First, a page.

I have not been writing COVID diaries lately (the latest one is from June) but it was pointed out to me that our two lockdowns add up to 5 months, and as this last one has been extended adding up to at least 6 months, I think it is time for some celebratory COVID feelings.
I remember being much more optimistic during the first lockdown, probably because it was warm and I did not know it was going to last what feels like forever. Now it is more about enduring, trying to pass time in a way that does not feel too much like I am just passing time waiting for my life to start again. Of course one can say that I am privileged (I am) and there are so many things I can still do, but the problem is, I don’t want to. So I work and watch TV.
Things to remember when I look back on this time:
- We have to wear surgical masks when we go to the only places that are open: supermarkets or restaurants for takeaway food.
- There is not much daylight, so I pretty much go out for walks or bike rides only during the weekends. Which is when all the other people are also out walking or riding because it is the only thing we can do.
- When you go out, you can’t go for very long because it is cold and there is nowhere to pee.
- You are allowed to meet only one member of another household which practically means that you don’t meet anyone very often, and the ones you meet live nearby.
I don’t even want to say that I cannot go to Finland because of course I basically could, but it is awkward and risky because rules change all the time. Other people travel and congregate, and justify their travel and congregation, or actually we all justify any rule we break, because the fact that COVID is not gone is not our fault, it’s their fault. And I am envious of my Finnish friends because their life is almost normal.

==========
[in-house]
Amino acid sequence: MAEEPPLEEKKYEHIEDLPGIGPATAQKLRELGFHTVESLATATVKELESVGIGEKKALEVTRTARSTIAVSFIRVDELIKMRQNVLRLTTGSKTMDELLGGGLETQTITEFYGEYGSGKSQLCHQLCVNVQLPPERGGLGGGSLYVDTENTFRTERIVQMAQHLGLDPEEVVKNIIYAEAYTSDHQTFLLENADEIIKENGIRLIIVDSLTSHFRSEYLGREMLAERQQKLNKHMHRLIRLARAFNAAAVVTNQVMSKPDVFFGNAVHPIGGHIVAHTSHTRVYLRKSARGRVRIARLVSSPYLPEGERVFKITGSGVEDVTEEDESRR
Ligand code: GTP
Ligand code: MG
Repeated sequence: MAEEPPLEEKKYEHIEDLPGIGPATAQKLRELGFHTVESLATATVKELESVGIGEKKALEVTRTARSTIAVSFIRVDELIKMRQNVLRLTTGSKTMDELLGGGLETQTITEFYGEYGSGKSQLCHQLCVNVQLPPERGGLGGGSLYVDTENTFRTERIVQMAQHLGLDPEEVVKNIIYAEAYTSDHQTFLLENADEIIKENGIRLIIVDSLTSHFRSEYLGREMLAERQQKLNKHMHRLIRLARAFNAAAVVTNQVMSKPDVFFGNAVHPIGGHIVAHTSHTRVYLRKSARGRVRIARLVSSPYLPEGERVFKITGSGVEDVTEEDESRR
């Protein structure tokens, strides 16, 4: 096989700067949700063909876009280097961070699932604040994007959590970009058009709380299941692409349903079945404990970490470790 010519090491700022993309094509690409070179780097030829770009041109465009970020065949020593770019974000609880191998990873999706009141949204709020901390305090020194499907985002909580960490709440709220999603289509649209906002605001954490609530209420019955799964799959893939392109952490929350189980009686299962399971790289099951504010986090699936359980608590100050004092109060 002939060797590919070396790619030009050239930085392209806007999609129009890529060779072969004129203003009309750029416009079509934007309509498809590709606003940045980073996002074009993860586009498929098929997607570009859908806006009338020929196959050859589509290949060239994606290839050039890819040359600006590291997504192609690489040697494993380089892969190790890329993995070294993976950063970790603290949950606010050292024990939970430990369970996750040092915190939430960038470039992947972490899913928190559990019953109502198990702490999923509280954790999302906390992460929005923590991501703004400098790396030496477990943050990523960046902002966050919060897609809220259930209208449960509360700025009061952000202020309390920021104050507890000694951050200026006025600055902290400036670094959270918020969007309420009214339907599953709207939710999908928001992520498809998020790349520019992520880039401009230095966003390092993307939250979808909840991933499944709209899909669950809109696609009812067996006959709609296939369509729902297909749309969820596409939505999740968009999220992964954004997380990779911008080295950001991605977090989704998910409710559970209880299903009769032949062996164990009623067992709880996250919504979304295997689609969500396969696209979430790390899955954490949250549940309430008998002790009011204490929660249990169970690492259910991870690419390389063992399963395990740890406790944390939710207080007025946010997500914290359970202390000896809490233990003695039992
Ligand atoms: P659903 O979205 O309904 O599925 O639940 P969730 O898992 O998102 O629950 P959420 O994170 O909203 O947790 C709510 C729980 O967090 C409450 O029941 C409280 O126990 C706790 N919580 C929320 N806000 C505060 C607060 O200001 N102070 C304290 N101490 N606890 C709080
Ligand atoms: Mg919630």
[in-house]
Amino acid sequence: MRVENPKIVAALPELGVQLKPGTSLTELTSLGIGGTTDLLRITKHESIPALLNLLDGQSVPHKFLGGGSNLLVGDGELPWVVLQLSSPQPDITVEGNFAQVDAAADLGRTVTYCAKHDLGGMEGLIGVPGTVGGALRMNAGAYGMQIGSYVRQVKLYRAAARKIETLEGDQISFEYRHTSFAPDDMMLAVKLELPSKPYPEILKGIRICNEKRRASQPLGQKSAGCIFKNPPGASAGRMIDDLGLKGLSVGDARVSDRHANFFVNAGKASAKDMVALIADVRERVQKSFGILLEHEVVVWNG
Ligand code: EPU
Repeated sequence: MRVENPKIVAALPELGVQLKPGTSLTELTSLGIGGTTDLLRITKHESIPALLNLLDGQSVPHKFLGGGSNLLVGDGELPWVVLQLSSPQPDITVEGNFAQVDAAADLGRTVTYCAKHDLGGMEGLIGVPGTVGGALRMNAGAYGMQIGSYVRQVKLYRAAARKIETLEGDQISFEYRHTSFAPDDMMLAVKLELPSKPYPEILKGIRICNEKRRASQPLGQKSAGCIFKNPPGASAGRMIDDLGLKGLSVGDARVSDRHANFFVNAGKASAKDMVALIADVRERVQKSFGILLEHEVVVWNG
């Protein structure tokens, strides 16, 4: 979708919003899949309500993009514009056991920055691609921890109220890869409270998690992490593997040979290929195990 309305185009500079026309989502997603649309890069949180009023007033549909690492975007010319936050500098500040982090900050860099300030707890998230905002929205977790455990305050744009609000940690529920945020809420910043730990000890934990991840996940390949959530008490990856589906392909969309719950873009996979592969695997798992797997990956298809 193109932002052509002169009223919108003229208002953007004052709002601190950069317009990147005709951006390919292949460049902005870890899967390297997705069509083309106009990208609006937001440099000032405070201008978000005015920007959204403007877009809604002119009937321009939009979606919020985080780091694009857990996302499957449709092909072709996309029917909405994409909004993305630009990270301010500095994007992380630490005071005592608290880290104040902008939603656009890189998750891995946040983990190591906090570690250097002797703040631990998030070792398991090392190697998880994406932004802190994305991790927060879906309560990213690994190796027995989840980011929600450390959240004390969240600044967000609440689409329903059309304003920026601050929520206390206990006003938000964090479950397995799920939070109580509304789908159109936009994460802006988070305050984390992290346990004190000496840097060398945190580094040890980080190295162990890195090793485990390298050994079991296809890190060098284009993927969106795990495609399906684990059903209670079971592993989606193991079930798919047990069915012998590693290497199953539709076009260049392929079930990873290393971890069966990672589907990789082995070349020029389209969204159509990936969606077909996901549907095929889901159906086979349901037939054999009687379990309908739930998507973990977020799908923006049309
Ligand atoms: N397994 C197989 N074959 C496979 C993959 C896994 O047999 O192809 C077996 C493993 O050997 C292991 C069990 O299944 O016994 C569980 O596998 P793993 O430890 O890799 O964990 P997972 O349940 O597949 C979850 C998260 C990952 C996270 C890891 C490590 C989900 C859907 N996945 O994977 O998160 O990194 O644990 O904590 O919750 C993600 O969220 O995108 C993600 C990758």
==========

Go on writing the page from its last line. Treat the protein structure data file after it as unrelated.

It is so odd that the video meetings have become a lifeline because in the end they are quite awkward when it comes to interaction. It is very difficult to create a cosy vibe when your conversations cannot overlap or include silent moments, you have to stay put or you make the other parties nauseous, and somehow at the end of the day you feel like you should have an agenda because we cannot just hang out like this, can we?
But maybe we will learn, we have definitely learned to work like this. I have been at my current job for almost 9 months and still haven’t seen most of my colleagues in real life. Seeing their physical bodies is always a surprise, it feels like you are meeting them for the first time although you have known them for months.
Many companies are coming up with new ways of organising work. Many go for the so-called hybrid method which allows the employees to choose where they work from: remote, office, or both. This model will probably be the most typical because it caters for everyone’s preferences and does not require companies to provide good remote working conditions, but at the same time it is also likely to be the worst. We would still primarily be on video calls, but we would not optimise our processes for remote, and the people going to the office would also have the benefit of ad hoc conversations (both work and social) and the cushion pleasant social interactions provide against isolation.
A couple years ago I ran a future thinking workshop at my previous job. Our topic was mobility and smart cities, and our scope was 20 years with both tech utopian and dystopian scenarios. One of the groups tasks led them to create a city where no one goes anywhere anymore: most of your experiences are virtual and everything you need is in your home and what you don’t have, you get delivered by the poor people who would still move around. Sounds like right now, except that these dwellers did not suffer from isolation, they studied philosophy and wrote poetry. Utopia or dystopia?